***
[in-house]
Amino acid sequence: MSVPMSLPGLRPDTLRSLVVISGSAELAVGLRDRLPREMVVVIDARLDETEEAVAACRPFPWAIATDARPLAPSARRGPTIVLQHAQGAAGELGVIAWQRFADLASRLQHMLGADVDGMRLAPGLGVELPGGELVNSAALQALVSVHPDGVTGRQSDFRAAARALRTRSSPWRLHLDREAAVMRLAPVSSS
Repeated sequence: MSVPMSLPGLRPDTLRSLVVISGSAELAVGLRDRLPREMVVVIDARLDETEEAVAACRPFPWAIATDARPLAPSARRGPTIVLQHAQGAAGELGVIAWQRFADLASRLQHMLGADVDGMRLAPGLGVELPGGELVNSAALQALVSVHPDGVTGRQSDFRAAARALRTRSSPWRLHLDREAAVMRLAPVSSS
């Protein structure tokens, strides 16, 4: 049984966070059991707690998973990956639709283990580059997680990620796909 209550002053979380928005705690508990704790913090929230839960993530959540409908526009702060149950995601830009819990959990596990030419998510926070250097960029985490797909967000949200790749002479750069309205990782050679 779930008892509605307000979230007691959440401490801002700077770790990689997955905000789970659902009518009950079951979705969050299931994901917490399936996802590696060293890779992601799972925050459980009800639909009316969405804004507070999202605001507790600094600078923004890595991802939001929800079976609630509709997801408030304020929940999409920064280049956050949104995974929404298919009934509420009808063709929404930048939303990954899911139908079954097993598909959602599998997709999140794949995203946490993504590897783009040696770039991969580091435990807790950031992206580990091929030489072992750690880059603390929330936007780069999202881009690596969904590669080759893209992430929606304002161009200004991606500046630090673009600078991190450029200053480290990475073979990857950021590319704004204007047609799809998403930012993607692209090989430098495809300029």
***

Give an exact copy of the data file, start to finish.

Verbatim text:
[in-house]
Amino acid sequence: MSVPMSLPGLRPDTLRSLVVISGSAELAVGLRDRLPREMVVVIDARLDETEEAVAACRPFPWAIATDARPLAPSARRGPTIVLQHAQGAAGELGVIAWQRFADLASRLQHMLGADVDGMRLAPGLGVELPGGELVNSAALQALVSVHPDGVTGRQSDFRAAARALRTRSSPWRLHLDREAAVMRLAPVSSS
Repeated sequence: MSVPMSLPGLRPDTLRSLVVISGSAELAVGLRDRLPREMVVVIDARLDETEEAVAACRPFPWAIATDARPLAPSARRGPTIVLQHAQGAAGELGVIAWQRFADLASRLQHMLGADVDGMRLAPGLGVELPGGELVNSAALQALVSVHPDGVTGRQSDFRAAARALRTRSSPWRLHLDREAAVMRLAPVSSS
């Protein structure tokens, strides 16, 4: 049984966070059991707690998973990956639709283990580059997680990620796909 209550002053979380928005705690508990704790913090929230839960993530959540409908526009702060149950995601830009819990959990596990030419998510926070250097960029985490797909967000949200790749002479750069309205990782050679 779930008892509605307000979230007691959440401490801002700077770790990689997955905000789970659902009518009950079951979705969050299931994901917490399936996802590696060293890779992601799972925050459980009800639909009316969405804004507070999202605001507790600094600078923004890595991802939001929800079976609630509709997801408030304020929940999409920064280049956050949104995974929404298919009934509420009808063709929404930048939303990954899911139908079954097993598909959602599998997709999140794949995203946490993504590897783009040696770039991969580091435990807790950031992206580990091929030489072992750690880059603390929330936007780069999202881009690596969904590669080759893209992430929606304002161009200004991606500046630090673009600078991190450029200053480290990475073979990857950021590319704004204007047609799809998403930012993607692209090989430098495809300029």